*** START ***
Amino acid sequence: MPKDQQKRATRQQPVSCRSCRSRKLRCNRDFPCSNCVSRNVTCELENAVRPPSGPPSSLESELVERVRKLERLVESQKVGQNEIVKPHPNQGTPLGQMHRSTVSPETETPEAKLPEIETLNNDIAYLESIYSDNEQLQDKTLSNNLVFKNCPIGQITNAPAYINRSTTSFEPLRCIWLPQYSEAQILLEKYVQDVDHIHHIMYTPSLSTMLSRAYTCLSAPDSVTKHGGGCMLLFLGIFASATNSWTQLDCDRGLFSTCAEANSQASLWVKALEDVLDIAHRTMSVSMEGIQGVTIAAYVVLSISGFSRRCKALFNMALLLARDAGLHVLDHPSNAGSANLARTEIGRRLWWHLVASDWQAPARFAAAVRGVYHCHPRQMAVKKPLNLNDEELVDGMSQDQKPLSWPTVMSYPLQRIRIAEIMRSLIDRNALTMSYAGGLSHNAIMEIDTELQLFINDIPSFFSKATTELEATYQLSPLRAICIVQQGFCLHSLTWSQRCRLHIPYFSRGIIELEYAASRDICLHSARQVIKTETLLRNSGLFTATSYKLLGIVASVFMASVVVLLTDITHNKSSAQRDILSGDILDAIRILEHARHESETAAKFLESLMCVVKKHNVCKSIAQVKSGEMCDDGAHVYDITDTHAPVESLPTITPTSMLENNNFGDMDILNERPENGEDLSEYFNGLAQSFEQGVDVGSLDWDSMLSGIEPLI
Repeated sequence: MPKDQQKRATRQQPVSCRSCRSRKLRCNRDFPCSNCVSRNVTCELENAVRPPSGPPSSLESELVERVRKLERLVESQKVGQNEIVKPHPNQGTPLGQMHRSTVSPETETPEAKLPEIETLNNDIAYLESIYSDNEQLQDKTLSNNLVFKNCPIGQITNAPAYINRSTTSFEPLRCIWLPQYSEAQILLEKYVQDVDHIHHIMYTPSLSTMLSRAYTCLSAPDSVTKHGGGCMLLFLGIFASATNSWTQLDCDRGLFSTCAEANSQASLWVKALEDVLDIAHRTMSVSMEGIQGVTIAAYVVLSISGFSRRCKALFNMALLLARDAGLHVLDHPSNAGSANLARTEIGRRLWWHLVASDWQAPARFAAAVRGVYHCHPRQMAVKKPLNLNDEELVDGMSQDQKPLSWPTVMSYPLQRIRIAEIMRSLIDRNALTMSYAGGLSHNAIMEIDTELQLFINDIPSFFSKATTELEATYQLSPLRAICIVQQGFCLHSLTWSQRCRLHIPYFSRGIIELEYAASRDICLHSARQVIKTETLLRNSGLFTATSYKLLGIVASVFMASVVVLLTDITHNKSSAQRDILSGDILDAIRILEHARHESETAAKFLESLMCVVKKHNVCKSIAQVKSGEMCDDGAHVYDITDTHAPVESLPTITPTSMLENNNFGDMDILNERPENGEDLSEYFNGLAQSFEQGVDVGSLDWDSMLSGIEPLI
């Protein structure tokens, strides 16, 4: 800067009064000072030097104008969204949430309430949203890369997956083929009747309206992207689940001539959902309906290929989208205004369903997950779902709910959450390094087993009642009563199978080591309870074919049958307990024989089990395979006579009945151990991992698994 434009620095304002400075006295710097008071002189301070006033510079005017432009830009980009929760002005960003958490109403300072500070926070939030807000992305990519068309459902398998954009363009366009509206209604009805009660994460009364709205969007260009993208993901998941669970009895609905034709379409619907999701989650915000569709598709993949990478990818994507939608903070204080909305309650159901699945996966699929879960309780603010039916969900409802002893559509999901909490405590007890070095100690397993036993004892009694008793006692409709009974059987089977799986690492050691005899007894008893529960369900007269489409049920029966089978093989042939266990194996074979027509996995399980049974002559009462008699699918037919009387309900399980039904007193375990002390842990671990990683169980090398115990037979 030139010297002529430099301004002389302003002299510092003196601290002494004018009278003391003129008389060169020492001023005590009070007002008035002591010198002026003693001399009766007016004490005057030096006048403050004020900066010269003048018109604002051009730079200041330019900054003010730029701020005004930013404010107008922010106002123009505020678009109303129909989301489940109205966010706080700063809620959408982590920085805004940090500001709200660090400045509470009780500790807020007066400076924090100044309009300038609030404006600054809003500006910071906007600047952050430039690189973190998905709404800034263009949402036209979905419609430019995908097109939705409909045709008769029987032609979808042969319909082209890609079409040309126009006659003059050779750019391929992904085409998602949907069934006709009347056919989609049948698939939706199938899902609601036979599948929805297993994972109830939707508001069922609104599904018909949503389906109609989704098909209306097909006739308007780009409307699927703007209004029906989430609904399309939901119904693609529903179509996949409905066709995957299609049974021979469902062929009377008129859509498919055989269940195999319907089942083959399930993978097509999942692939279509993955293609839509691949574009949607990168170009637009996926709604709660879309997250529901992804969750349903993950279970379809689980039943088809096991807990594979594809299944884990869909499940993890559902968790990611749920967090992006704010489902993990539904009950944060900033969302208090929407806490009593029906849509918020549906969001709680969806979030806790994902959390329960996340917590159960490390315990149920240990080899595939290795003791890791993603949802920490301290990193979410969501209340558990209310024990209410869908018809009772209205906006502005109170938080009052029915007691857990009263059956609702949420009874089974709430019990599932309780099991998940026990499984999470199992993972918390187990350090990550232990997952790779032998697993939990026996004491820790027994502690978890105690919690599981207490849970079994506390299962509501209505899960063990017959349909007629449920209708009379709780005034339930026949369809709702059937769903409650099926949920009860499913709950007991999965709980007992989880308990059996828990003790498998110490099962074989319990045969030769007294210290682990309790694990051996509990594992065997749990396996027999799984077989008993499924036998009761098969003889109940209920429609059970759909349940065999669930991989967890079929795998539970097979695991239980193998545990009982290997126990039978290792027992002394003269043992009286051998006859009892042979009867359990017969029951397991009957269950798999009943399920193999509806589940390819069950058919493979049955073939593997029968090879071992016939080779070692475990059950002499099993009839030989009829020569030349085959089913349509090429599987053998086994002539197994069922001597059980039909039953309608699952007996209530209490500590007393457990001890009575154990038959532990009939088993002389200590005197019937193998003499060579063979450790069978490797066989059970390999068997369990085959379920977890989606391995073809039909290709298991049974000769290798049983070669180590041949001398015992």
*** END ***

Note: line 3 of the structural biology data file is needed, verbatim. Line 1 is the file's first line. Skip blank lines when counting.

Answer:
């Protein structure tokens, strides 16, 4: 800067009064000072030097104008969204949430309430949203890369997956083929009747309206992207689940001539959902309906290929989208205004369903997950779902709910959450390094087993009642009563199978080591309870074919049958307990024989089990395979006579009945151990991992698994 434009620095304002400075006295710097008071002189301070006033510079005017432009830009980009929760002005960003958490109403300072500070926070939030807000992305990519068309459902398998954009363009366009509206209604009805009660994460009364709205969007260009993208993901998941669970009895609905034709379409619907999701989650915000569709598709993949990478990818994507939608903070204080909305309650159901699945996966699929879960309780603010039916969900409802002893559509999901909490405590007890070095100690397993036993004892009694008793006692409709009974059987089977799986690492050691005899007894008893529960369900007269489409049920029966089978093989042939266990194996074979027509996995399980049974002559009462008699699918037919009387309900399980039904007193375990002390842990671990990683169980090398115990037979 030139010297002529430099301004002389302003002299510092003196601290002494004018009278003391003129008389060169020492001023005590009070007002008035002591010198002026003693001399009766007016004490005057030096006048403050004020900066010269003048018109604002051009730079200041330019900054003010730029701020005004930013404010107008922010106002123009505020678009109303129909989301489940109205966010706080700063809620959408982590920085805004940090500001709200660090400045509470009780500790807020007066400076924090100044309009300038609030404006600054809003500006910071906007600047952050430039690189973190998905709404800034263009949402036209979905419609430019995908097109939705409909045709008769029987032609979808042969319909082209890609079409040309126009006659003059050779750019391929992904085409998602949907069934006709009347056919989609049948698939939706199938899902609601036979599948929805297993994972109830939707508001069922609104599904018909949503389906109609989704098909209306097909006739308007780009409307699927703007209004029906989430609904399309939901119904693609529903179509996949409905066709995957299609049974021979469902062929009377008129859509498919055989269940195999319907089942083959399930993978097509999942692939279509993955293609839509691949574009949607990168170009637009996926709604709660879309997250529901992804969750349903993950279970379809689980039943088809096991807990594979594809299944884990869909499940993890559902968790990611749920967090992006704010489902993990539904009950944060900033969302208090929407806490009593029906849509918020549906969001709680969806979030806790994902959390329960996340917590159960490390315990149920240990080899595939290795003791890791993603949802920490301290990193979410969501209340558990209310024990209410869908018809009772209205906006502005109170938080009052029915007691857990009263059956609702949420009874089974709430019990599932309780099991998940026990499984999470199992993972918390187990350090990550232990997952790779032998697993939990026996004491820790027994502690978890105690919690599981207490849970079994506390299962509501209505899960063990017959349909007629449920209708009379709780005034339930026949369809709702059937769903409650099926949920009860499913709950007991999965709980007992989880308990059996828990003790498998110490099962074989319990045969030769007294210290682990309790694990051996509990594992065997749990396996027999799984077989008993499924036998009761098969003889109940209920429609059970759909349940065999669930991989967890079929795998539970097979695991239980193998545990009982290997126990039978290792027992002394003269043992009286051998006859009892042979009867359990017969029951397991009957269950798999009943399920193999509806589940390819069950058919493979049955073939593997029968090879071992016939080779070692475990059950002499099993009839030989009829020569030349085959089913349509090429599987053998086994002539197994069922001597059980039909039953309608699952007996209530209490500590007393457990001890009575154990038959532990009939088993002389200590005197019937193998003499060579063979450790069978490797066989059970390999068997369990085959379920977890989606391995073809039909290709298991049974000769290798049983070669180590041949001398015992």